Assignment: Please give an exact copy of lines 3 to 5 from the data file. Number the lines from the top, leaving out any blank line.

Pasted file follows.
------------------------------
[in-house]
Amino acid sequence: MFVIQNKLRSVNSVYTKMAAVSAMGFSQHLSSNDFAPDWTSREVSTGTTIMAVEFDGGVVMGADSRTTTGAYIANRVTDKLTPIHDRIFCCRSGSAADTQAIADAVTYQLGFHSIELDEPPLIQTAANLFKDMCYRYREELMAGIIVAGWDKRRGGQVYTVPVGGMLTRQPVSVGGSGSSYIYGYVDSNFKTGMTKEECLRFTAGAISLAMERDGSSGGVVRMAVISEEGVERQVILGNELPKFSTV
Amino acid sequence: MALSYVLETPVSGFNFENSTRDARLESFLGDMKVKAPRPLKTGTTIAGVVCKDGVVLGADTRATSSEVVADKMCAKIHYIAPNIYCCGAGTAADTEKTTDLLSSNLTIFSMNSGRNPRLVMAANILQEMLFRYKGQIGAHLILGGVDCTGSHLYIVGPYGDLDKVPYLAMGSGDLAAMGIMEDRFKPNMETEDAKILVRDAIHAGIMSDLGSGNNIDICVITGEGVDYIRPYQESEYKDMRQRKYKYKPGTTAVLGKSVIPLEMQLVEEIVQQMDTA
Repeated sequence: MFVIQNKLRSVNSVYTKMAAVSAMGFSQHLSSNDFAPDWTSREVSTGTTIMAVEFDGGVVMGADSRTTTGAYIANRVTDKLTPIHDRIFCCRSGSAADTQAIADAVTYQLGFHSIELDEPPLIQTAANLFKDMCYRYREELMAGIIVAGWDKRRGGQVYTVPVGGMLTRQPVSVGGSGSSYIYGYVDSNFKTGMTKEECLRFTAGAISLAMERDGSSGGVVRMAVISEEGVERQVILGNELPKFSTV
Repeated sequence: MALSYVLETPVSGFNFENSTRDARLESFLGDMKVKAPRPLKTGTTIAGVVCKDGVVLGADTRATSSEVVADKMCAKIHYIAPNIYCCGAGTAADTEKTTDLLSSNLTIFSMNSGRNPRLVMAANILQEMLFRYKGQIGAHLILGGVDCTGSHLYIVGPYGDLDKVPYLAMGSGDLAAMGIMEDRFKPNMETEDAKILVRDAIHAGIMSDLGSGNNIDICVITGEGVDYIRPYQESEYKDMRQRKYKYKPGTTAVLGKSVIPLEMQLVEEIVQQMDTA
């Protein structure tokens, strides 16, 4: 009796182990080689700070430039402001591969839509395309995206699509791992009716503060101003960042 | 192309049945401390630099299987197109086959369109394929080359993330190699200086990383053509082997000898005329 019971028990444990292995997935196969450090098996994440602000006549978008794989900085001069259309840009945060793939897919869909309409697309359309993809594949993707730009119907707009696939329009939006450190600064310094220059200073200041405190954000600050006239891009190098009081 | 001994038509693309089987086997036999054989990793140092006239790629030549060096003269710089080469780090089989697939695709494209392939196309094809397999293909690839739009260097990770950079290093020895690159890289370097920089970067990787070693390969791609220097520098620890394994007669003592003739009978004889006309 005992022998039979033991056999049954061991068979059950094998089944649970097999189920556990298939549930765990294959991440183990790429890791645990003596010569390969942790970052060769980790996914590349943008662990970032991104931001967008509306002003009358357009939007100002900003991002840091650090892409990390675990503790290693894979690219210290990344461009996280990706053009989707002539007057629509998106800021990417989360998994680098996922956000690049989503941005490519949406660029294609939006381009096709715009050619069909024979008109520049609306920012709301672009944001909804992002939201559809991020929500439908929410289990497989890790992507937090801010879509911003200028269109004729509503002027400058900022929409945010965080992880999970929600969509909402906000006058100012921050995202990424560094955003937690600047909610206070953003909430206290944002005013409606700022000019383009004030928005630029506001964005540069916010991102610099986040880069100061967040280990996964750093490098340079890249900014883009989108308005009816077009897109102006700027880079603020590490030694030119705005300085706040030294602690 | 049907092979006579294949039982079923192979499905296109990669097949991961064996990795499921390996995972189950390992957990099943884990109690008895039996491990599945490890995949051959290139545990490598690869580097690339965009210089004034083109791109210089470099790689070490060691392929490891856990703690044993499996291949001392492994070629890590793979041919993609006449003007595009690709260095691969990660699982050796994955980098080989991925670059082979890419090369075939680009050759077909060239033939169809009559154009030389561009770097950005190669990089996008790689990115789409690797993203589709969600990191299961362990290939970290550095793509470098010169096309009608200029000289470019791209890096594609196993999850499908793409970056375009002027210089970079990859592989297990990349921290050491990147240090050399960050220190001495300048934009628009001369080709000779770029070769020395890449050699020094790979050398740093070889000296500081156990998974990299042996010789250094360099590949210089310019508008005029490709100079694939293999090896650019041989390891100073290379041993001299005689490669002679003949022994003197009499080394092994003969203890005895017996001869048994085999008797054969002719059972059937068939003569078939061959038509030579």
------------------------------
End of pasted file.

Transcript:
Amino acid sequence: MALSYVLETPVSGFNFENSTRDARLESFLGDMKVKAPRPLKTGTTIAGVVCKDGVVLGADTRATSSEVVADKMCAKIHYIAPNIYCCGAGTAADTEKTTDLLSSNLTIFSMNSGRNPRLVMAANILQEMLFRYKGQIGAHLILGGVDCTGSHLYIVGPYGDLDKVPYLAMGSGDLAAMGIMEDRFKPNMETEDAKILVRDAIHAGIMSDLGSGNNIDICVITGEGVDYIRPYQESEYKDMRQRKYKYKPGTTAVLGKSVIPLEMQLVEEIVQQMDTA
Repeated sequence: MFVIQNKLRSVNSVYTKMAAVSAMGFSQHLSSNDFAPDWTSREVSTGTTIMAVEFDGGVVMGADSRTTTGAYIANRVTDKLTPIHDRIFCCRSGSAADTQAIADAVTYQLGFHSIELDEPPLIQTAANLFKDMCYRYREELMAGIIVAGWDKRRGGQVYTVPVGGMLTRQPVSVGGSGSSYIYGYVDSNFKTGMTKEECLRFTAGAISLAMERDGSSGGVVRMAVISEEGVERQVILGNELPKFSTV
Repeated sequence: MALSYVLETPVSGFNFENSTRDARLESFLGDMKVKAPRPLKTGTTIAGVVCKDGVVLGADTRATSSEVVADKMCAKIHYIAPNIYCCGAGTAADTEKTTDLLSSNLTIFSMNSGRNPRLVMAANILQEMLFRYKGQIGAHLILGGVDCTGSHLYIVGPYGDLDKVPYLAMGSGDLAAMGIMEDRFKPNMETEDAKILVRDAIHAGIMSDLGSGNNIDICVITGEGVDYIRPYQESEYKDMRQRKYKYKPGTTAVLGKSVIPLEMQLVEEIVQQMDTA